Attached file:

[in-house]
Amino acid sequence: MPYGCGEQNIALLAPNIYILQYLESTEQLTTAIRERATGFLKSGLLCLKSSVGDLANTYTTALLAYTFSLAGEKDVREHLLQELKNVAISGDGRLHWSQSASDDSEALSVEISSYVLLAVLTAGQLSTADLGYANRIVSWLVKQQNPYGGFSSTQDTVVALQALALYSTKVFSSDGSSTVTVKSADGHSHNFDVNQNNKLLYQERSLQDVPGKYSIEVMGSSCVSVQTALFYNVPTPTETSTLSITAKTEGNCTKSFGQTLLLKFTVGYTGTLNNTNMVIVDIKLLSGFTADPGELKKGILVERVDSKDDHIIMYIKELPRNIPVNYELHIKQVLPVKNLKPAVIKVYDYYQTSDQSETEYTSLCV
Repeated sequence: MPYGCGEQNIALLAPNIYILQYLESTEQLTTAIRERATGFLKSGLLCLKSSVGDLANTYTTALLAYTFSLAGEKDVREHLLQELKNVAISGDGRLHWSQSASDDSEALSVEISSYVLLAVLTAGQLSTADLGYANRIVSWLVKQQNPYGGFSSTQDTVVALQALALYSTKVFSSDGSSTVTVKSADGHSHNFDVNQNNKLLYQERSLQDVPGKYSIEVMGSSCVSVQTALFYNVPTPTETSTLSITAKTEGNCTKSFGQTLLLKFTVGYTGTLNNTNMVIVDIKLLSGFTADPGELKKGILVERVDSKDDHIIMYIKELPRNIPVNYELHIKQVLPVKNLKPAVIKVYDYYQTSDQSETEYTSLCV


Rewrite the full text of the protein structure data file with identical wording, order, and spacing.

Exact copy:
[in-house]
Amino acid sequence: MPYGCGEQNIALLAPNIYILQYLESTEQLTTAIRERATGFLKSGLLCLKSSVGDLANTYTTALLAYTFSLAGEKDVREHLLQELKNVAISGDGRLHWSQSASDDSEALSVEISSYVLLAVLTAGQLSTADLGYANRIVSWLVKQQNPYGGFSSTQDTVVALQALALYSTKVFSSDGSSTVTVKSADGHSHNFDVNQNNKLLYQERSLQDVPGKYSIEVMGSSCVSVQTALFYNVPTPTETSTLSITAKTEGNCTKSFGQTLLLKFTVGYTGTLNNTNMVIVDIKLLSGFTADPGELKKGILVERVDSKDDHIIMYIKELPRNIPVNYELHIKQVLPVKNLKPAVIKVYDYYQTSDQSETEYTSLCV
Repeated sequence: MPYGCGEQNIALLAPNIYILQYLESTEQLTTAIRERATGFLKSGLLCLKSSVGDLANTYTTALLAYTFSLAGEKDVREHLLQELKNVAISGDGRLHWSQSASDDSEALSVEISSYVLLAVLTAGQLSTADLGYANRIVSWLVKQQNPYGGFSSTQDTVVALQALALYSTKVFSSDGSSTVTVKSADGHSHNFDVNQNNKLLYQERSLQDVPGKYSIEVMGSSCVSVQTALFYNVPTPTETSTLSITAKTEGNCTKSFGQTLLLKFTVGYTGTLNNTNMVIVDIKLLSGFTADPGELKKGILVERVDSKDDHIIMYIKELPRNIPVNYELHIKQVLPVKNLKPAVIKVYDYYQTSDQSETEYTSLCV